HC Deb 04 March 1824 vol 10 cc721-2
Colonel Davies

rose, pursuant to, notice, to move for the production of certain papers, calculated to shew the application of the Monies received from France by way of Indemnity. The question had been already submitted to the consideration of parliament in a most able and eloquent speech, by his distinguished friend the member for Knaresborough (sir J. Mackintosh). The constitutional objections which his hon. friend had then offered to the appropriation of monies thus accruing had been too forcibly expressed in that House to be soon forgotten, and, therefore, it was not his intention to enlarge upon the subject, but powerful as were the arguments of his distinguished friend, they were not successful at the time. It was contended by ministers, that money, thus obtained, was to be considered as droits of the Crown, and that consequently the executive were not responsible. But if the ministers were not responsible, where was the necessity of accounts? If they were the stewards of the people, the money they received, in consequence of those treaties, was the property of the people, and could only be appropriated by a vote of their representatives. Had the right hon. gentleman, who now filled the office of chancellor of the Exchequer, been in the same situation at that time, he felt a strong persuasion that no such objections would have been put forth. In the appropriation of that money there was a sum of 9,971l. given to the chevalier Canova, for the removal of the works of art from Paris. Perhaps there was no one measure that gave greater virulence to the inveterate hatred of Frenchmen against this country than the removal of those works from the Louvre for which this amount was paid. After fighting the battles of Europe, or subsidizing other nations to fight their own battles, Great Britain had to pay, above the amount of the French indemnity 1,269,000l. for the support of our army of occupation in France. The hon. member concluded with moving for a variety of accounts, tending to shew the specific appropriation of the money received under the head of French indemnity.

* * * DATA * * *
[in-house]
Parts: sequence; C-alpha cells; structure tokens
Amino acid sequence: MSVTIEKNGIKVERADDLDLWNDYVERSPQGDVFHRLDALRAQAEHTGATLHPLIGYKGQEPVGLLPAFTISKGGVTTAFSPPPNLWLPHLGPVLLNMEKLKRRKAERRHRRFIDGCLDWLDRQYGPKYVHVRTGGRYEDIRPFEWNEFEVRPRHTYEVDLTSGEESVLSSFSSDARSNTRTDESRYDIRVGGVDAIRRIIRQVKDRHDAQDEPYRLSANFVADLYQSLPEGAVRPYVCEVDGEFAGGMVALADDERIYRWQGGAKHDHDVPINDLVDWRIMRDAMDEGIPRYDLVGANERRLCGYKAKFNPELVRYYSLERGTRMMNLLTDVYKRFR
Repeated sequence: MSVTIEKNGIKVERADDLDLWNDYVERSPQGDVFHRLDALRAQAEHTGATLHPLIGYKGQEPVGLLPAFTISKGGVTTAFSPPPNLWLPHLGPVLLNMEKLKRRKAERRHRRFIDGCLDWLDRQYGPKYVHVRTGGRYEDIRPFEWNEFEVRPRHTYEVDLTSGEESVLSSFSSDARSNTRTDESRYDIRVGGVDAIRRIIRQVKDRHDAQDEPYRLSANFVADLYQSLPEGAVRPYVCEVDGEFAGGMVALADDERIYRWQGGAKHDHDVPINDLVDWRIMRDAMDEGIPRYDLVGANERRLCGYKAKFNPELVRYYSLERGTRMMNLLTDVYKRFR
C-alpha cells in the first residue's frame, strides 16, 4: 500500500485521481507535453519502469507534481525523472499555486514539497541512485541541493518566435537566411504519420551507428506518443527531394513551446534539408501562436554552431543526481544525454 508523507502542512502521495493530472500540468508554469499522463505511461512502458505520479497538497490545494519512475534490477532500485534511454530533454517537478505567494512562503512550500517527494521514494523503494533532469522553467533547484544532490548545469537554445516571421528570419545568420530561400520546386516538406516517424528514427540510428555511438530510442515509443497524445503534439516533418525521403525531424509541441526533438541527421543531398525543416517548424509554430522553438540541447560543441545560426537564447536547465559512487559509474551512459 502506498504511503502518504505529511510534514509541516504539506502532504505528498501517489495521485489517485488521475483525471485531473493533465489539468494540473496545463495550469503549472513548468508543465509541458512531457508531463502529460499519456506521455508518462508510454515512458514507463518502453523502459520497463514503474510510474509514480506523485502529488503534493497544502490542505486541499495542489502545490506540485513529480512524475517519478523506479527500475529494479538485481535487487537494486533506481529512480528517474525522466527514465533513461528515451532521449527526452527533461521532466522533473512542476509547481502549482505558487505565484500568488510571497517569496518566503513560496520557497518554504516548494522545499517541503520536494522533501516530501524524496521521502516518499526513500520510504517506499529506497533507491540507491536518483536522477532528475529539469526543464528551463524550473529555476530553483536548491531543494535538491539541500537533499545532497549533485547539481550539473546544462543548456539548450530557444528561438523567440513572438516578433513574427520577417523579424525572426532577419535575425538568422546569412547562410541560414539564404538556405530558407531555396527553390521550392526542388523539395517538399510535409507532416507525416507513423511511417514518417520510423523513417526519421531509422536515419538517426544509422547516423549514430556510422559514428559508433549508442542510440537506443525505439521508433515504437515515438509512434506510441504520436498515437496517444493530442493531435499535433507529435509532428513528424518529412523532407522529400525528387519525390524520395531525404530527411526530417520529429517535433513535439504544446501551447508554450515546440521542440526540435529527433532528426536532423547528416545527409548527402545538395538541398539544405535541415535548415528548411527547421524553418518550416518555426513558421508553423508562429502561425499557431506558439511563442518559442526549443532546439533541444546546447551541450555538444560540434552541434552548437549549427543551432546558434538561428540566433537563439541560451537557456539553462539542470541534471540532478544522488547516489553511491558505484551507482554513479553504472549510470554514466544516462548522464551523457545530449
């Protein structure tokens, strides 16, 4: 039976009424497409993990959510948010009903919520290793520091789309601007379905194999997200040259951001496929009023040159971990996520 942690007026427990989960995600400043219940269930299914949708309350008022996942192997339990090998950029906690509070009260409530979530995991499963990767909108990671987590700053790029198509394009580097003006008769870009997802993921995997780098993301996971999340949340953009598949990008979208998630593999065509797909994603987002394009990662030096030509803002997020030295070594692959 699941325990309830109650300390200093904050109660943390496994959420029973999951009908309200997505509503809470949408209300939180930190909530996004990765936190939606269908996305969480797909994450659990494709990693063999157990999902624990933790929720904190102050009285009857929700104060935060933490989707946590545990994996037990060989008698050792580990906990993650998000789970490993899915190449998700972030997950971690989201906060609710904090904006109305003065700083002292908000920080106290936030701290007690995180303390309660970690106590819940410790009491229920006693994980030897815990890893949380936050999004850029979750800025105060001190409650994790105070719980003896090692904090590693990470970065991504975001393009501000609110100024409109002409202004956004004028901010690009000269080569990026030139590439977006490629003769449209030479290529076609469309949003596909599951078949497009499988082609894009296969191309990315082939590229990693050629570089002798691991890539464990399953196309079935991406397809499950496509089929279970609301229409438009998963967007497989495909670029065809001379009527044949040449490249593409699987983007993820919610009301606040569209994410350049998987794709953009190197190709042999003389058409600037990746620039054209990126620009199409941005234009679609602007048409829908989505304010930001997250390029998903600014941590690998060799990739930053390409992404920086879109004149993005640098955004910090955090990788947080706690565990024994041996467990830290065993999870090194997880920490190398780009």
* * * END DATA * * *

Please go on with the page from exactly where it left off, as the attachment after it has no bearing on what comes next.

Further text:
The Chancellor of the Exchequer

observed, that whatever difference of opinions existed heretofore on the question of constitutional right, as to whom the money thus received belonged, he should now say, that it formed no part of the present consideration. It was sufficient for him; in answer to the hon. and gallant member, to state that he had no objection to the returns called for, satisfied that such returns would afford a full and satisfactory explanation of the manner in which such money was applied.

The motion was agreed to.